A King’s Two Bodies? Mao’s Death and his Legacy

Mao Zedong lying in state in Beijing in 1976

Tuesday, March 14, 2017
4pm – 6pm
Room 604, UBC Asian Centre (1871 West Mall)

Research Seminar with Prof. Dr. Barbara Mittler (University of Heidelberg)

Registration required.


In late July 1976, a devastating earthquake flattened the city of Tangshan—and violently shook the Bejing sickbed of Mao Zedong. In China, nature’s signs have been traditionally understood to foreshadow political events, and a severe earthquake indicated the end of a dynasty and its mandate to rule. Sure enough, on September 9th, Mao died. The “King’s Two Bodies,” a concept invoked in Europe to ease the difficulties of dynastic succession, did not apply to China after Mao. When news that “Chairman Mao has left this world” was announced sixteen hours after he had passed away, some wept, others were stunned. Mao had been China’s leader for longer than anyone had ever led a major nation in modern times. Hundreds of millions of Chinese had no memory of a China without him. Despite widespread dismay at his recent politics, Mao was difficult to deny.

How, then, do we explain what happened just before and just after Mao Zedong’s death? Did he actually pass on to his designated successor Hua Guofeng that famous note: “With you in charge, I am at ease”? Why Mao’s body not cremated, as he had requested, but instead mummified and entombed in a newly-built mausoleum? How did this process lay the groundwork for the repeated and continuous resurrections of Mao, who has lived on in pop-songs, on bank notes, and in temples in the decades following his death? Historian Barbara Mittler will focus on these questions in her discussion of Mao’s posthumous legacy.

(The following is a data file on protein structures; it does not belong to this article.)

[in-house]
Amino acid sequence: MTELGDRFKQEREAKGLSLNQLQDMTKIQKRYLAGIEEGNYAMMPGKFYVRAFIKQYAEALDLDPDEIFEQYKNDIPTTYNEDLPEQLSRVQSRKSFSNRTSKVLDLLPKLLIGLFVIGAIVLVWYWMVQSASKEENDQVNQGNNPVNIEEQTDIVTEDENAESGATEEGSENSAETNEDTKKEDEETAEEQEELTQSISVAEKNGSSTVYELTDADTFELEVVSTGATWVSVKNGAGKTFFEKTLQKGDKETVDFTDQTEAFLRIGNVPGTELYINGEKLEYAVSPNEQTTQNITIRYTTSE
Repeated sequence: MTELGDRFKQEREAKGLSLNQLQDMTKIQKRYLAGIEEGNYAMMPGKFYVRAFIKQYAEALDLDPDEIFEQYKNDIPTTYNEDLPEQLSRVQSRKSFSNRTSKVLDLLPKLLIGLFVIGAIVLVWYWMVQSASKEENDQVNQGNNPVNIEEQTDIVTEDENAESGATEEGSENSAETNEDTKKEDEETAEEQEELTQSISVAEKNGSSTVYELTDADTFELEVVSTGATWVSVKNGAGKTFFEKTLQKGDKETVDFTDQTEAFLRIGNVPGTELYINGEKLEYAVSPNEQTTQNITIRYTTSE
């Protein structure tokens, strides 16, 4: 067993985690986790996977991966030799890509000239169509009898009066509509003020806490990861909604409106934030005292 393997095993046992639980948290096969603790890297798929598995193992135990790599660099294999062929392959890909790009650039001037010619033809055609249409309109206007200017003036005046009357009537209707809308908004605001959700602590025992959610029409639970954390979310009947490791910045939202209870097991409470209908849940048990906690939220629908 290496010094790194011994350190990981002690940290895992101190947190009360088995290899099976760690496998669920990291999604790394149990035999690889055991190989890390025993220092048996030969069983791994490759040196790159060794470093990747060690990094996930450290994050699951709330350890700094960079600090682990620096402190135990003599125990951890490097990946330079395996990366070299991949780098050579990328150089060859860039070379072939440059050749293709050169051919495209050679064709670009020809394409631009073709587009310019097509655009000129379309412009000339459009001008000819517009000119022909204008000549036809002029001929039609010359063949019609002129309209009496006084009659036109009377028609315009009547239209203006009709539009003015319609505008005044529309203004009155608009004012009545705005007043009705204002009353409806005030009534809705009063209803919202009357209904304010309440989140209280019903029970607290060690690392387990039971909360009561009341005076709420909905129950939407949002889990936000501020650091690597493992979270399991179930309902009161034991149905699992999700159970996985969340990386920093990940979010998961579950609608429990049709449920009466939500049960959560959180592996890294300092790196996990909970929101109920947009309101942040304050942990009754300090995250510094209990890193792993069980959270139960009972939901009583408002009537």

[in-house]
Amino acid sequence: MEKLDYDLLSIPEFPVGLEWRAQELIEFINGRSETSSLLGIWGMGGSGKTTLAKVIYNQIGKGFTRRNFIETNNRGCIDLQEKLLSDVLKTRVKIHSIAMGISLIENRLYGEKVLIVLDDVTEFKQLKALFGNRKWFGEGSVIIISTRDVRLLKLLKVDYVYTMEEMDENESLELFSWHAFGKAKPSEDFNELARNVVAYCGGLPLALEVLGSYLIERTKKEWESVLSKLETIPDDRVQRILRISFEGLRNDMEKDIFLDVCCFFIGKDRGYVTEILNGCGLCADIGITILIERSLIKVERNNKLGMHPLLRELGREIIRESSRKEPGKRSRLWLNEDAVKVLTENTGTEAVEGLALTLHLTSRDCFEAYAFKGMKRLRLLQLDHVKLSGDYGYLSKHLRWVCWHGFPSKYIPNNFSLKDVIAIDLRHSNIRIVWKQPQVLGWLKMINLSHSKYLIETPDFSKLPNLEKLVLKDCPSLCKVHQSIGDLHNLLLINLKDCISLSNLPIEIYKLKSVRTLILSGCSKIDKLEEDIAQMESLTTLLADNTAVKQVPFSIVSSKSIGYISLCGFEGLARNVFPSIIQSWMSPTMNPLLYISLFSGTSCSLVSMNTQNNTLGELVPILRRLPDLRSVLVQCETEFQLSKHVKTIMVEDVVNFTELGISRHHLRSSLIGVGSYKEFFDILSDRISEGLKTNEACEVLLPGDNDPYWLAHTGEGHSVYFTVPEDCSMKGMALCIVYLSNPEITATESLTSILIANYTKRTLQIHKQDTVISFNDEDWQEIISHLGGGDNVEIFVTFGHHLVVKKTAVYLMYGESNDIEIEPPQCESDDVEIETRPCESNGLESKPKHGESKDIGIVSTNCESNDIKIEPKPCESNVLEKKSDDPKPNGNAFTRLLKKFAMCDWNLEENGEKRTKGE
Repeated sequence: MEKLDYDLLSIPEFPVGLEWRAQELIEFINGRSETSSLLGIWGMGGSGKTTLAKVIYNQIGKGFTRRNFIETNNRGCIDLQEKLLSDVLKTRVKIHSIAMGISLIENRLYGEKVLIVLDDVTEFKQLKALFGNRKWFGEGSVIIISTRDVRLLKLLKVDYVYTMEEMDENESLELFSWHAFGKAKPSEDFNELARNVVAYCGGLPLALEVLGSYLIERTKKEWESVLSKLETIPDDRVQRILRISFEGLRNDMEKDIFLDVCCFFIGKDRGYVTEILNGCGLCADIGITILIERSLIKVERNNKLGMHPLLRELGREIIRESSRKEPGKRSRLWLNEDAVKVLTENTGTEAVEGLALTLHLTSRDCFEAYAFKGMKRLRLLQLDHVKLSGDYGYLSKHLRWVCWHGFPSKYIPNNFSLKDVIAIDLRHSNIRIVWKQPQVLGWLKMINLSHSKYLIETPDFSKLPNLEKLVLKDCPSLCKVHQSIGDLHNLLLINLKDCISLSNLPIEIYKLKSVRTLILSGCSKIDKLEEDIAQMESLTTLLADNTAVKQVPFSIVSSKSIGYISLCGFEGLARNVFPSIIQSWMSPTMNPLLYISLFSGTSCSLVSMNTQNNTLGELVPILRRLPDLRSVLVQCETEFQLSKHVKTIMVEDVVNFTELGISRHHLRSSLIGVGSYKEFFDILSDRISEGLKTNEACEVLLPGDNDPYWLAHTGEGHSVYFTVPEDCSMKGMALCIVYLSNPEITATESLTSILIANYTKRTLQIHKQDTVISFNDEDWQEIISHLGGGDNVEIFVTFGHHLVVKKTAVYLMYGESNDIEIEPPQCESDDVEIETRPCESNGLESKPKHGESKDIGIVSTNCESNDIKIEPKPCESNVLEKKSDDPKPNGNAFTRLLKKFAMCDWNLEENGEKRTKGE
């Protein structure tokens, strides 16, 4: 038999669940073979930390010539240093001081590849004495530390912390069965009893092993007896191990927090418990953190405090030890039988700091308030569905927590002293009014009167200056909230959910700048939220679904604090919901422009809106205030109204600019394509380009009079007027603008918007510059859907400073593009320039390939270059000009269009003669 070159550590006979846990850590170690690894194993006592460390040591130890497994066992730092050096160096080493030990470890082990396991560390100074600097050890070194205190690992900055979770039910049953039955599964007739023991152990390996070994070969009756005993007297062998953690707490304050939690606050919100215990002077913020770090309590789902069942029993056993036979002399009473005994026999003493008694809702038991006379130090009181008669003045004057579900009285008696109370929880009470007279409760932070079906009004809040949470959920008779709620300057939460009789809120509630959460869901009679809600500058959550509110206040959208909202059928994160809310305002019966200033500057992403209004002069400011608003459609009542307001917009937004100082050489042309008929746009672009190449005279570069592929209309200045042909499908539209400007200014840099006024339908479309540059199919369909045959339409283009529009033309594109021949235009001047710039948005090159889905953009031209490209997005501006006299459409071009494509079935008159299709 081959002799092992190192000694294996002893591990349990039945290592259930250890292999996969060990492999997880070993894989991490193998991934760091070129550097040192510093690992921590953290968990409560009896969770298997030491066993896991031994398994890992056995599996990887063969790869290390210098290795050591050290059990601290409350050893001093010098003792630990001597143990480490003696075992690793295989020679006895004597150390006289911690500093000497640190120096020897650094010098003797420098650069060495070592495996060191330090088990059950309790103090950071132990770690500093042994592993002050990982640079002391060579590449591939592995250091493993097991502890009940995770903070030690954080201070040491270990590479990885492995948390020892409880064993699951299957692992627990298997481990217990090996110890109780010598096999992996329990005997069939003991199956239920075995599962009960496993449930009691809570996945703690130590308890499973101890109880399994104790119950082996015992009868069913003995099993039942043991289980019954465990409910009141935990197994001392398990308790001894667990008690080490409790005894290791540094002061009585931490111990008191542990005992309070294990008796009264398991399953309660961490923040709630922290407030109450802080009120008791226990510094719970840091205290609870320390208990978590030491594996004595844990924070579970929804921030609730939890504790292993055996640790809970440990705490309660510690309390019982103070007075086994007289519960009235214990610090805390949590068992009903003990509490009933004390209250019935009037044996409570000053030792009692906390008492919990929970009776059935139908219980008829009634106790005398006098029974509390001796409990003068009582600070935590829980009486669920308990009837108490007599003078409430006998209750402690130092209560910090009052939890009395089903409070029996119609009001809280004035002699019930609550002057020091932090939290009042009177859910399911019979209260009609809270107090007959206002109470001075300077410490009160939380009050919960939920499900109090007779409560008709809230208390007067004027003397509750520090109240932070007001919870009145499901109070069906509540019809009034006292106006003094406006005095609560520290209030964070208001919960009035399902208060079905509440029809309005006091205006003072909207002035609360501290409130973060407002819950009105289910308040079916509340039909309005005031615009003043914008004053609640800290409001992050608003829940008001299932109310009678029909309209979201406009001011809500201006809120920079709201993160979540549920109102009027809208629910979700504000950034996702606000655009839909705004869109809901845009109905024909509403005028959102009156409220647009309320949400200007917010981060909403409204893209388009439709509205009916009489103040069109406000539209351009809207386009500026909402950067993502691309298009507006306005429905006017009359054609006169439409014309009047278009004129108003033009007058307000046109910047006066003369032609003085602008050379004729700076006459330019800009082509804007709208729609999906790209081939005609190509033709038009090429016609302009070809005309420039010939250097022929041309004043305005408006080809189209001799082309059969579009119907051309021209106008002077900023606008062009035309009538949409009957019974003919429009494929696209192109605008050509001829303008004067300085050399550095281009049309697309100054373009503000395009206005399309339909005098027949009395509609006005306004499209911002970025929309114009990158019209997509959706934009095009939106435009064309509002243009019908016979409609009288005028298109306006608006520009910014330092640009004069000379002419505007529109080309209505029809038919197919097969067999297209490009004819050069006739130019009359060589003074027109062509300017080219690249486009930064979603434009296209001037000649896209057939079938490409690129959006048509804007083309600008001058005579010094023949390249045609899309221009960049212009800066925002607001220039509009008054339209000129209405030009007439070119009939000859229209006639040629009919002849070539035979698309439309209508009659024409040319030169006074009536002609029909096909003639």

About the Speaker:

Prof. Dr. Barbara Mittler is Professor of Chinese Studies at the Institute of Chinese Studies at the University of Heidelberg. Her hundreds of publications include the books Dangerous Tunes: The Politics of Chinese Music in Hong Kong, Taiwan, and the People’s Republic of China since 1949 (Harrassowitz, 1997); A Newspaper for China: Power, Identity and Change in Shanghai’s News Media (1872-1912) (Harvard, 2004); and A Continuous Revolution: Making Sense of Cultural Revolution Culture (Harvard, 2012), which won the 2013 John K. Fairbank Prize from the American Historical Association. She is a graduate of Heidelberg (Ph.D.), Oxford (B.A./M.A.), and Pearson College (I.B.) in Victoria, B.C.

This event is held in conjunction with the 2017 Yip So Man Wat Memorial Lecture, featuring speaker Prof. Dr. Barbara Mittler (University of Heidelberg), hosted by the UBC Department of Asian Studies.